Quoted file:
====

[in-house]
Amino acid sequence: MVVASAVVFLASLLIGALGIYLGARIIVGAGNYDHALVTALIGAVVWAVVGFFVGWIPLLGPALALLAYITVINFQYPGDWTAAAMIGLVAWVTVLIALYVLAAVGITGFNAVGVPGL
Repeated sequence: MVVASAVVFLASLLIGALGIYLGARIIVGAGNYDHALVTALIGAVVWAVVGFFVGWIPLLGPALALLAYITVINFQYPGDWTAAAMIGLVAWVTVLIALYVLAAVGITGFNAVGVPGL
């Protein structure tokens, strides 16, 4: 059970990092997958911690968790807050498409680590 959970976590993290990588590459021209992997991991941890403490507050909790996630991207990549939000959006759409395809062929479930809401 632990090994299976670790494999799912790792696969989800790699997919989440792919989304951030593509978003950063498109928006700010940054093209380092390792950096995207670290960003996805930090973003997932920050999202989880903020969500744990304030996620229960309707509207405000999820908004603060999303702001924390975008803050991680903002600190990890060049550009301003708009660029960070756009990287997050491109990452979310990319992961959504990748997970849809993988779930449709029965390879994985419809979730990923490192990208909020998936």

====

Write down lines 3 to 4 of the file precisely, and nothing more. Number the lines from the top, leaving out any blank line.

Repeated sequence: MVVASAVVFLASLLIGALGIYLGARIIVGAGNYDHALVTALIGAVVWAVVGFFVGWIPLLGPALALLAYITVINFQYPGDWTAAAMIGLVAWVTVLIALYVLAAVGITGFNAVGVPGL
């Protein structure tokens, strides 16, 4: 059970990092997958911690968790807050498409680590 959970976590993290990588590459021209992997991991941890403490507050909790996630991207990549939000959006759409395809062929479930809401 632990090994299976670790494999799912790792696969989800790699997919989440792919989304951030593509978003950063498109928006700010940054093209380092390792950096995207670290960003996805930090973003997932920050999202989880903020969500744990304030996620229960309707509207405000999820908004603060999303702001924390975008803050991680903002600190990890060049550009301003708009660029960070756009990287997050491109990452979310990319992961959504990748997970849809993988779930449709029965390879994985419809979730990923490192990208909020998936």